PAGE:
I just came upon some memorable counsel from Jung on how to talk (or rather not talk) to the English as opposed to the Americans, in which he speaks of the American “sixth sense for the genuine”. I find this quite fascinating:
In England you have to be careful not to make educated mistakes. You must look up everything you are going to mention…Don’t ever make that kind of mistake in England, because they will catch you at once. Now, in the U.S., it won’t matter. Don’t worry about it, because they wouldn’t know the difference, most of them.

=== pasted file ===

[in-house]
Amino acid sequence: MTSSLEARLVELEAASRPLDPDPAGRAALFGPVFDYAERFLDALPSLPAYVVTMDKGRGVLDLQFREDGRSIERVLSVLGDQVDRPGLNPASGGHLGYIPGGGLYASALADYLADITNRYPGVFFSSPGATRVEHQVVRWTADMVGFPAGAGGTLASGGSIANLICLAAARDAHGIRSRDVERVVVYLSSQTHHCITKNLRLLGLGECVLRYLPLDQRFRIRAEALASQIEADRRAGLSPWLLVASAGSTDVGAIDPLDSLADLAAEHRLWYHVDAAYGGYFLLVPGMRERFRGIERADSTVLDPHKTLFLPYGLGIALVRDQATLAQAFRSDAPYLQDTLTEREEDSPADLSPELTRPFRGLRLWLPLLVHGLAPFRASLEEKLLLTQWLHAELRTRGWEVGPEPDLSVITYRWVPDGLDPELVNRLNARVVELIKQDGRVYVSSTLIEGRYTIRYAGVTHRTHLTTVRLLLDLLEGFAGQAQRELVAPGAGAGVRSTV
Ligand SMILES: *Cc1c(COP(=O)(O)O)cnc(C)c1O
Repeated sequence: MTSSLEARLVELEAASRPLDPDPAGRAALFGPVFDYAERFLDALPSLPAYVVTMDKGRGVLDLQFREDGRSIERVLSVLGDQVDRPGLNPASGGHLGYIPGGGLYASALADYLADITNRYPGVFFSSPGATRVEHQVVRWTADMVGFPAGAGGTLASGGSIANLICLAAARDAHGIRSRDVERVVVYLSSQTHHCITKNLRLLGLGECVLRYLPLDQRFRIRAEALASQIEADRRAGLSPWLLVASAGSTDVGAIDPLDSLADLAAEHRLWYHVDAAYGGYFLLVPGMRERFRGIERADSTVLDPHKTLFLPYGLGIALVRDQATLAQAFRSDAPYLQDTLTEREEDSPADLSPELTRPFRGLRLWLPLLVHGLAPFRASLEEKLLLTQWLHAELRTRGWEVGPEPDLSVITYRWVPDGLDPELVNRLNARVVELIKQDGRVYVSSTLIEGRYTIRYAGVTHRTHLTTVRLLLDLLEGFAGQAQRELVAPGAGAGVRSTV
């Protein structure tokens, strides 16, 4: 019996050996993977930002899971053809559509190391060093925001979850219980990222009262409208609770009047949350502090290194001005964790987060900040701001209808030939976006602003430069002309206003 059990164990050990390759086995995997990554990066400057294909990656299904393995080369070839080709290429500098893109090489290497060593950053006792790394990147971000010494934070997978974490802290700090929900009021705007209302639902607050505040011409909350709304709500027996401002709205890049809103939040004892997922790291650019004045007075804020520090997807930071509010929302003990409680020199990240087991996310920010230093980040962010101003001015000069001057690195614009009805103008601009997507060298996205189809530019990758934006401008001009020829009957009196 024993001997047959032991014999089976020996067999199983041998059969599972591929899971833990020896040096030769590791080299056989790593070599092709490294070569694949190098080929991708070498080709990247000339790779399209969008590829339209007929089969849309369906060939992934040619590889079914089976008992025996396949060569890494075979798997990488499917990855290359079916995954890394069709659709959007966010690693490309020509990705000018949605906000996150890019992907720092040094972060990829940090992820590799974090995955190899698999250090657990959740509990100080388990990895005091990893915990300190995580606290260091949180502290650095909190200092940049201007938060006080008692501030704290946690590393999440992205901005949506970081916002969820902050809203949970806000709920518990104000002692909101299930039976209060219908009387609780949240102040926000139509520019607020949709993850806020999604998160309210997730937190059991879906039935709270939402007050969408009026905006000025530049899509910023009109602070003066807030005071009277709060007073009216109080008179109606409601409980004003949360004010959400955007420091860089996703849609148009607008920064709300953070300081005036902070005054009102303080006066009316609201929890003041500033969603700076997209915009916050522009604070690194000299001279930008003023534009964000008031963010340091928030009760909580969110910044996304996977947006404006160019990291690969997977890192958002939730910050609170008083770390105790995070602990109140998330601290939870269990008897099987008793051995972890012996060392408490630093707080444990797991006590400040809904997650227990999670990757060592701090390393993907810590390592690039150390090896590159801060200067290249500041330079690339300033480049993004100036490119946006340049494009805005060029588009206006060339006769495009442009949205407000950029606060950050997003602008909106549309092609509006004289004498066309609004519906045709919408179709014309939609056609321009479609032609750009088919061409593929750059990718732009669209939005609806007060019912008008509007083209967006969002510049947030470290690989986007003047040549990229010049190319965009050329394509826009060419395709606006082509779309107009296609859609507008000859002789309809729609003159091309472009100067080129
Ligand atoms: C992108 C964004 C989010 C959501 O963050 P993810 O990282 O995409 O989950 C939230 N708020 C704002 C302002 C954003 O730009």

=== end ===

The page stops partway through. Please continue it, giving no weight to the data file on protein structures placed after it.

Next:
But – and this is important – Americans have a sixth sense for the genuine. Don’t ever, ever, ever say anything for the effect of it if you are not absolutely certain, because they will catch you on it.
Jung goes on to speak with deep appreciation for that American sixth sense:
The American sixth sense for the something real is the reason they have discovered me, while the Europeans have yet to do so.
These excerpts come from the record of a conversation with Barbara Hannah around 1930, preserved in a private archive of her papers and quoted in Deirdre Bair’s recent Jung: A Biography (New York and Boston: Back Bay Books) p,365.